Medications can be very helpful in the treatment of anxiety, particularly if other interventions don’t bring sufficient relief.  Also, sometimes people are too anxious to really focus on therapy, and medication can help tone down the worry until they learn skills to help manage anxiety, at which point they may be able to taper down or off medications. While we often think of benzodiazepines (lorazepam, clonazepam, alprazolam) for the treatment of anxiety, the best first-line medications are actually antidepressants called selective serotonin reuptake inhibitors (SSRIs), including paroxetine, citalopram, and escitalopram, and serotonin and norepinephrine inhibitors (SNRIs), including venlafaxine and duloxetine.  About two thirds of people taking SSRIs experience a significant reduction in anxiety. While anxiety and depression often coexist, SSRIs are helpful in treating anxiety even in those not suffering from depression. However, it takes an average of four weeks for SSRIs to begin to be helpful and, paradoxically, some people feel slightly more anxious when they start using the medication.  During this initial period, it may be helpful for some to add a benzodiazepine. While benzodiazepines (like the drug suggested by your GP) can be very effective in the short term, they do not work as well for chronic anxiety and, as you mention, can be addictive. Thus the goal is often, but not always, to be eventually tapered off the benzodiazepine.

It will be important for you to work closely with your primary care doctor or a psychiatrist to find the right combination of medications and therapy to help manage your anxiety.  There are many ways to help decrease anxiety and, with persistence, you can find the right mix that works for you. You clearly have been successful in many areas of your life and are motivated to deal with this problem so that you can look forward to a more joyful life.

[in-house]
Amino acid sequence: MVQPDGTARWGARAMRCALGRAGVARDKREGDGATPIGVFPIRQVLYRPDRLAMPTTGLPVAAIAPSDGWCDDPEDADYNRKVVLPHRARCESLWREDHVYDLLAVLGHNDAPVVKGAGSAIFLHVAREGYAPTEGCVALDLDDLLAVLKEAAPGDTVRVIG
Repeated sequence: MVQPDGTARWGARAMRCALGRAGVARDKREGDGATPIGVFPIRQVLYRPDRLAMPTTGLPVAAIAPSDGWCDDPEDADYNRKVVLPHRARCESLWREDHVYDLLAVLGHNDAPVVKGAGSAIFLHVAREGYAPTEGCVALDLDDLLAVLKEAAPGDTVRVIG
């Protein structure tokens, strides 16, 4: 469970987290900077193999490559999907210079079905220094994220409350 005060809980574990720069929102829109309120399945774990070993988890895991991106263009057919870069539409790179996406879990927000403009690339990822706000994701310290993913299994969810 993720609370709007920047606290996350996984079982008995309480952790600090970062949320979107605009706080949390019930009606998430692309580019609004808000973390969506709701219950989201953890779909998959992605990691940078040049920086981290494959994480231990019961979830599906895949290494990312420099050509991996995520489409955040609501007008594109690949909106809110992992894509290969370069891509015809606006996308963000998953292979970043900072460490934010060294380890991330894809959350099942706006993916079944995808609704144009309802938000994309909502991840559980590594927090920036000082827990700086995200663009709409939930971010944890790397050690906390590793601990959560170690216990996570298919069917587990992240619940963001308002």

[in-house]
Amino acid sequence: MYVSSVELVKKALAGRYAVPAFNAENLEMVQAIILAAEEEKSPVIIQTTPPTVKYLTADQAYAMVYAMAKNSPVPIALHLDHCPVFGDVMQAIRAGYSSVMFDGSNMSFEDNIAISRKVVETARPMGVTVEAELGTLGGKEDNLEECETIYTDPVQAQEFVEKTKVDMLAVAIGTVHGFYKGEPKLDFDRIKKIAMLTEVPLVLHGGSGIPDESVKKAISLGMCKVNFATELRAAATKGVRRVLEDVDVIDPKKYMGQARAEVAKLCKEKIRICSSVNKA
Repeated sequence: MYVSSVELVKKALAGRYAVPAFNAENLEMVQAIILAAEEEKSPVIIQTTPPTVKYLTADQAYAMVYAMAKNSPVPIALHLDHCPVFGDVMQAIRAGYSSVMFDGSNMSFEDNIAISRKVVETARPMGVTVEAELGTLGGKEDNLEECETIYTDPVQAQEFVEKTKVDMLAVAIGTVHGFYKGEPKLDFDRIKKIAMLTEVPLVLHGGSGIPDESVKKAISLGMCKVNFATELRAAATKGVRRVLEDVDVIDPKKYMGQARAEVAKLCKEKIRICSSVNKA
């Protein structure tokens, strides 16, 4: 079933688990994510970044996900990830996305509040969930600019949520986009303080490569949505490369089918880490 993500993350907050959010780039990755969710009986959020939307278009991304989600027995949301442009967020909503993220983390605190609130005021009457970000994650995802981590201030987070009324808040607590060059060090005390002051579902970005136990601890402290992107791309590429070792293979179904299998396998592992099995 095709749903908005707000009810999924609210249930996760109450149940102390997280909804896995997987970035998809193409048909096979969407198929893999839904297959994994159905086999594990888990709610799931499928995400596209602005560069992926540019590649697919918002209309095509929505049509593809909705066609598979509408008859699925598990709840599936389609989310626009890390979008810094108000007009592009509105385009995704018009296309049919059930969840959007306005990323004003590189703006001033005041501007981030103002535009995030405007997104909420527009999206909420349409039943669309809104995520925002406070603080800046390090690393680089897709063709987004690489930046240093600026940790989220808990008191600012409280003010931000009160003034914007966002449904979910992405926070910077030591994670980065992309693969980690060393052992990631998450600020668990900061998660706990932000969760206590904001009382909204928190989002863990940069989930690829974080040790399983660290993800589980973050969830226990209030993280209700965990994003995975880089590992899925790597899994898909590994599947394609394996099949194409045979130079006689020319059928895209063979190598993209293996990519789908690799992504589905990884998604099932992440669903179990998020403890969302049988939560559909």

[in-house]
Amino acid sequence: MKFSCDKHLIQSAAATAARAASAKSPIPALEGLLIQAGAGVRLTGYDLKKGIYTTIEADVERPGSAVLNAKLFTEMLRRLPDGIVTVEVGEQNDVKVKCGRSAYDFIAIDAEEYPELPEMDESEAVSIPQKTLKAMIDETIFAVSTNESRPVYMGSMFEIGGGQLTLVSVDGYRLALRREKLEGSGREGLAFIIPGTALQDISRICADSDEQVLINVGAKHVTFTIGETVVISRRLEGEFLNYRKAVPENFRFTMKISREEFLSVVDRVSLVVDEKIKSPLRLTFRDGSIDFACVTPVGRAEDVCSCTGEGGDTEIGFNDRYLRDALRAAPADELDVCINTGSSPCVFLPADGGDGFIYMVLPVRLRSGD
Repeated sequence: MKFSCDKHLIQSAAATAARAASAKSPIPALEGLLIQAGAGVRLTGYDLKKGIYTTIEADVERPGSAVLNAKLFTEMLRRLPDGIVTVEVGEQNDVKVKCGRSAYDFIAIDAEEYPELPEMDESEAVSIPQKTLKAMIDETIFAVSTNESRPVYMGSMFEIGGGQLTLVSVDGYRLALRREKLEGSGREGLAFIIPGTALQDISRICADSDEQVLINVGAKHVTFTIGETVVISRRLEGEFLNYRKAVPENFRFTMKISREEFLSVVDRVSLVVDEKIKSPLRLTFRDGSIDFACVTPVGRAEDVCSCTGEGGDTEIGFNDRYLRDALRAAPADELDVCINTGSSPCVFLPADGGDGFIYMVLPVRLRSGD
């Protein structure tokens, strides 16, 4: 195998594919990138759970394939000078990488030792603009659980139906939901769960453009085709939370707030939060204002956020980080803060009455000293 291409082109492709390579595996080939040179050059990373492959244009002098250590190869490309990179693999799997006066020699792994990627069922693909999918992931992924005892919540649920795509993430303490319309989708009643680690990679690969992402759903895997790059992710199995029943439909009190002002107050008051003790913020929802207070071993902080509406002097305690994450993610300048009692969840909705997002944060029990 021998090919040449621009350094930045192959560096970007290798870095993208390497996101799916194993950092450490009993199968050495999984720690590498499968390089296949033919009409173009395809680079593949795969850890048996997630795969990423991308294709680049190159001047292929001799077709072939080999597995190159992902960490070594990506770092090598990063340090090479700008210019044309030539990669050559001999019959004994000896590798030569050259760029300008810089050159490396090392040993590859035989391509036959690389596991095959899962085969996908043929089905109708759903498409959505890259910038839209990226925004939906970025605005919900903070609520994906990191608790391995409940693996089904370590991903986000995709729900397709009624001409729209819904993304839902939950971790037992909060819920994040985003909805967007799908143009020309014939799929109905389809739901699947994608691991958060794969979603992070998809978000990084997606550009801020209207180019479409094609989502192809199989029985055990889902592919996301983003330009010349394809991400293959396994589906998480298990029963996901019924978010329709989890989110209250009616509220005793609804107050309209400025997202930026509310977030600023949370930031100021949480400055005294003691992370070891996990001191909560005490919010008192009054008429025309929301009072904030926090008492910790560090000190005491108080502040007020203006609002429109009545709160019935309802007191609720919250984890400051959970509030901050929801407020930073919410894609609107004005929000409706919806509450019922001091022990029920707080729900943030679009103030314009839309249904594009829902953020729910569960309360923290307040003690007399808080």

References

Bromberger JT, Kravitz HM, Chang Y, Randolph JF Jr, Avis NE, Gold EB, Matthews KA.

Does risk for anxiety increase during the menopausal transition? Study of women’s health across the nation. Menopause. 2013 May;20(5):488-95.

Bryant C, Judd FK, Hickey M. Anxiety during the menopausal transition: a systematic review.

J Affect Disord. 2012 Jul;139(2):141-8.

Bystritsky, A. Pharmacotherapy for generalized anxiety disorder. Oct 2015.

Bystritsky, A. Complementary and alternative treatments for anxiety symptoms and disorders: Physical, cognitive, and spiritual interventions. Oct 2015.

Faravelli C, Alessandra Scarpato M, Castellini G, Lo Sauro C. Gender differences in depression and anxiety: the role of age. Psychiatry Res. 2013 Dec 30;210(3):1301-3.

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  • Megan Riddle November 23, 2015 at 11:58 pm

    Thank you for your comments! Anxiety can be truly debilitating. It can be easy for others to say “It’s all in your head – you have nothing to worry about.” For those with anxiety, however, it is absolutely real. Thankfully, there are lots of way to work with anxiety that can really help – the trick is to keep trying until you find what is right for you.

    Best,
    Megan

    Reply
  • Rebecca Foust November 19, 2015 at 2:02 am

    Helpful article, thank you. My son’s anxiety, before it was treated, was more crippling than his autism. Of all the remedies mentioned, regular exercise has been most helpful to me; that and a regular dose of activities–even just lying on my back for a few minutes on the grass in sunlight–that bring joy.

    Reply
  • Diane Dettmann November 16, 2015 at 9:27 pm

    Very helpful insights. Thanks for sharing them.

    Reply
  • Roz Warren November 16, 2015 at 1:01 pm

    Great information! Thanks.

    Reply